Continual advances in nanotechnology are ensuring to provide new concepts for medical imaging and sensing. In particular, Gold (Au) nano-structures can efficiently enhance the fluorescence of marker dyes, which are typically employed to detect bio-molecules and diagnose specific diseases.
In new research by Ping Bai at the A*STAR Institute of High Performance Computing, Singapore, and co-workers they have developed a fast and inexpensive methodology to fabricate arrays of Au nano-holes.  The researchers had demonstrated a new sensor chip - built employing nano-structures which can accurately detect cancer-related molecules in blood, but still small enough to be employed in portable medical devices. Essentially nano-hole arrays are designed whereby incident light of certain wavelengths will induce large-scale oscillations of the internal Au electrons - known as localised surface plasmon resonance (SPR). The localised SPR focuses the absorbed light energy to enhance fluorescence (see image above).
As stated by Bai - "Commercial SPR systems are already used in hospital laboratories, but they are bulky and expensive," - "We would like to develop small, hand-held devices for on-the-spot clinical use. This requires localised SPR, for which we need nano-hole arrays."
Previously, nano-hole arrays have been fabricated by employing electron-beam lithography (EBL), which is both expensive and time consuming. Bai and co-workers used EBL to create a Nickel (Ni) mold and then used the mold to print nano-hole patterns onto a photo resist material. The researchers fabricated the nano-structures by evaporating Au onto the patterned structure before peeling-off the photo-resist material. Since the Ni mold can be reused on many occasions - such a methodology - known as nano-imprinting - can produce large numbers of Au nano-hole arrays.
Bai continues to state - "We fabricated arrays of 140 nanometer-square nano-holes with very few defects," As a first demonstration, the researchers demonstrated that a sensor chip made with their nano-hole arrays could detect prostate cancer anti-gen in blood, which is ten times more sensitive than an identical device that used a Au film without nano-holes. Smartly optimising the chip/sensor design would further improve the bio-sensitivity, Bai notes.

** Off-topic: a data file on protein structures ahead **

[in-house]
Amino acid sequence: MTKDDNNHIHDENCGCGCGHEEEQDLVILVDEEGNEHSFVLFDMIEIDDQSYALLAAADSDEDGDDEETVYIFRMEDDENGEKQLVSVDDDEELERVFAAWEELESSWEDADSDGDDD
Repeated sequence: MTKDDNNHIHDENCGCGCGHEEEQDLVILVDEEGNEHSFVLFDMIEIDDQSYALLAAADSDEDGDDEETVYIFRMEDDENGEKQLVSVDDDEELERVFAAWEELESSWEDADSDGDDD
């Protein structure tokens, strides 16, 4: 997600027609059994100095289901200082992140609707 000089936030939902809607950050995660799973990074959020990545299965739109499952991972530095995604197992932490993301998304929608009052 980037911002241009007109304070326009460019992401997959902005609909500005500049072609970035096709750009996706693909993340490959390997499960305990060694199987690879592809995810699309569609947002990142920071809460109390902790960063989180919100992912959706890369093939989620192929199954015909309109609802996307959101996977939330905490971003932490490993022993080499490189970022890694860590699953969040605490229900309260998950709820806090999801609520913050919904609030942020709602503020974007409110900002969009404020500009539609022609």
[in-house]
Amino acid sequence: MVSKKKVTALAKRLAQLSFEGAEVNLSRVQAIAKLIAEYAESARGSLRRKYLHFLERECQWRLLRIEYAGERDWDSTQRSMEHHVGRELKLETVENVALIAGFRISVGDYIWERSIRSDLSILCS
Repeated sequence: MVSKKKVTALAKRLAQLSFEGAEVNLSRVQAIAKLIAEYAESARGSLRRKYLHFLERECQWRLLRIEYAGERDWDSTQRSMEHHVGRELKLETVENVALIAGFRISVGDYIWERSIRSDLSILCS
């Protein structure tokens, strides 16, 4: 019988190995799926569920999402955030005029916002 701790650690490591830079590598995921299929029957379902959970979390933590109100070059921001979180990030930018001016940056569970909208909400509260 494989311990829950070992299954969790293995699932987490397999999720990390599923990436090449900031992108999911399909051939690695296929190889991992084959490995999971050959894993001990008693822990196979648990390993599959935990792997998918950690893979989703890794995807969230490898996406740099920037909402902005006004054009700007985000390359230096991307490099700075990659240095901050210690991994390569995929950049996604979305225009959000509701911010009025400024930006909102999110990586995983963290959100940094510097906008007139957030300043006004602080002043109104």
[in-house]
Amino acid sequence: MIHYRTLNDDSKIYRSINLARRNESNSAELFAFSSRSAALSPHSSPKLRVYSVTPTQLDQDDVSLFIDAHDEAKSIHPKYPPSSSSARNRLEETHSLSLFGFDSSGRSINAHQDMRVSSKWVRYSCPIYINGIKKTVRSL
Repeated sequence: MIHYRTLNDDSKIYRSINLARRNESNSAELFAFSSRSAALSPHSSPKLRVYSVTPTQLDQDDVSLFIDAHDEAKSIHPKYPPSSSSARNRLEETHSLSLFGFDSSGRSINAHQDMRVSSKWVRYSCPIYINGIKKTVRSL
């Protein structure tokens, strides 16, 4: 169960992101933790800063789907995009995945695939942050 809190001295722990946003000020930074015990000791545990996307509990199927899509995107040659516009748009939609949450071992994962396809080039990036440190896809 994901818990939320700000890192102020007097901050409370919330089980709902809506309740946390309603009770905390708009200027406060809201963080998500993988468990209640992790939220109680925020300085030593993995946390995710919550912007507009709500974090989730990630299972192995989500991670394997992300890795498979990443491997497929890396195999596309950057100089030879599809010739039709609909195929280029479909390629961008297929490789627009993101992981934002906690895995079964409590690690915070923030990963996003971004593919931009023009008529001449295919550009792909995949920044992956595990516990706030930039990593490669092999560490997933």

The team believes that these chips could be incorporated into cheap and portable Point-of-Care (PoC) devices for rapid diagnosis of diseases such as dengue fever. As concluded by Bai - "The micro-fluidic cartridge built using our nano-hole arrays is about the size of a credit card" - and - "In the future, we hope to build detectors that use very simple light sources, such as LEDs, and simple detectors similar to smartphone cameras. These devices will have widespread applications across medical science and could even be used to detect contaminants in food, water or the air." Original article available here
The A*STAR Singapore claims, as stated above could be strongly counter-acted by DCN Corp, whereby it is clear the company can provide a competing nano-fabrication methodology with a much faster and inexpensive SPR turnaround. Especially in regard of the number of steps to acquire the same SPR chip/sensor quality. Therefore, being able to competitively supersede - if you and/or your colleagues are interested in making the above research claims reality - please ensure to contact the company as soon as practicably possible.
 Wong, T.I., Han, S., Wu, L., Wang, Y., Deng, J., Tan, C.Y.L., Bai, P., Loke, Y.C., Yang, X.D., Tse, M.S., Nq, S.H. and Zhou, X. High throughput and high yield nano-fabrication of precisely designed gold nano-hole arrays for fluorescence enhanced detection of bio-markers. Lab on a Chip 13, 2405-13 (2013) Journal citation available here